Via LearnVest By Michele Lerner, The Motley Fool, for AOL Daily Finance ~
This post originally appeared on AOL Daily Finance.
In 2008, R.P. McCabe and his wife were heading into retirement with a solid financial future that included a $1 million investment in real estate with Right Place Properties and the Red Door Group in Phoenix.
By the end of the year, their money — as well as the investments of roughly 700 others totaling more than $100 million — was gone. The years of statements purporting solid returns were pure fiction. The money they were supposedly making did not come from profits, but from their own funds and money coming in from new investors.
Lawsuits followed, but so far no criminal charges have been filed and the perpetrators claim innocence.
Writing It Out
The money may be gone, but the memories of being a victim of a Ponzi scheme will not soon be forgotten. McCabe reached out to fellow victims and interviewed 200 of the 700 to find out how the scheme had affected their lives.
His research informs the pages of his novel Betrayed, which gives a personal perspective on the fallout from a financial tragedy.
In the novel, McCabe’s characters, Wally and Poppy Stroud, are ready to reap the rewards of 40 years of successful investing and saving for their retirement. When they receive a letter from their investment manager telling them of their loss, the couple’s plans are shattered. Poppy commits suicide and Wally goes into a deep depression until he decides to take justice into his own hands and exact revenge on the scammers.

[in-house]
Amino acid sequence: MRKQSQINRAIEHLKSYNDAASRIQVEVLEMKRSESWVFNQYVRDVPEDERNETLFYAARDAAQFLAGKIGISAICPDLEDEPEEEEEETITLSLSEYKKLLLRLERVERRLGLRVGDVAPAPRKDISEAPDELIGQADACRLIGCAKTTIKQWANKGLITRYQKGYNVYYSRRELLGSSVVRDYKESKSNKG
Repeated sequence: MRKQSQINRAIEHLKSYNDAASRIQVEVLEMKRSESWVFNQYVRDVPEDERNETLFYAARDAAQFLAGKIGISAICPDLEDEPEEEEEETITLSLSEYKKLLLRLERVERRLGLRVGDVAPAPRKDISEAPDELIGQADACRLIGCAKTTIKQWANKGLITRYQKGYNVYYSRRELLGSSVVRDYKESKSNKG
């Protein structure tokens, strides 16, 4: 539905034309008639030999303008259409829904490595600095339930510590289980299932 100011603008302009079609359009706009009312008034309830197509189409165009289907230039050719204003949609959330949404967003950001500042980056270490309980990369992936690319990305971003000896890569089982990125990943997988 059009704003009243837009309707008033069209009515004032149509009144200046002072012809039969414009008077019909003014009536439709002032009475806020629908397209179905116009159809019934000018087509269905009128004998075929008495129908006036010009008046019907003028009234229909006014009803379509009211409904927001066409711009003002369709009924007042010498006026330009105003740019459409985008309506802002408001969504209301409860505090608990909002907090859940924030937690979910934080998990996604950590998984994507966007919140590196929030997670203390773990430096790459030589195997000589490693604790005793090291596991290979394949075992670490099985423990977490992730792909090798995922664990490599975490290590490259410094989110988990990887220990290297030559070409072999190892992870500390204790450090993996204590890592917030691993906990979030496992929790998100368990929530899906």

While the Strouds’ story shares elements of McCabe’s experiences, they are not identical. We interviewed McCabe about what he lost, what he learned from fellow victims, and why he wrote Betrayed.
Q: What happened to you and your wife?
A: Our wealth management company recommended the real estate investment. We liked that there was a social conscience element to the plan because they were taking crumbling inner-city properties and rehabbing them into affordable condos for first-time buyers. The first two cycles paid off nicely; after four years we earned 10 to 12 percent on our investment.
No one knew what was happening, but at some point they started taking money from new investors and paying it out in interest to the old investors. They never completed a project.
We were stunned when we got a letter that told us that the losses were due to the economy and mortgage financing problems, especially because they were never supposed to have been using bank loans in the first place. We lost about $1 million.
All we had left was an emergency fund of about $100,000, which sounds like a lot but it isn’t really when you don’t have an income. I was 65 and retired. We had sold a business and had no real way of starting a new one, especially at a time when the national economy was imploding and Arizona was even worse. I spend most of my time now in Mexico, where the cost of living is cheaper.
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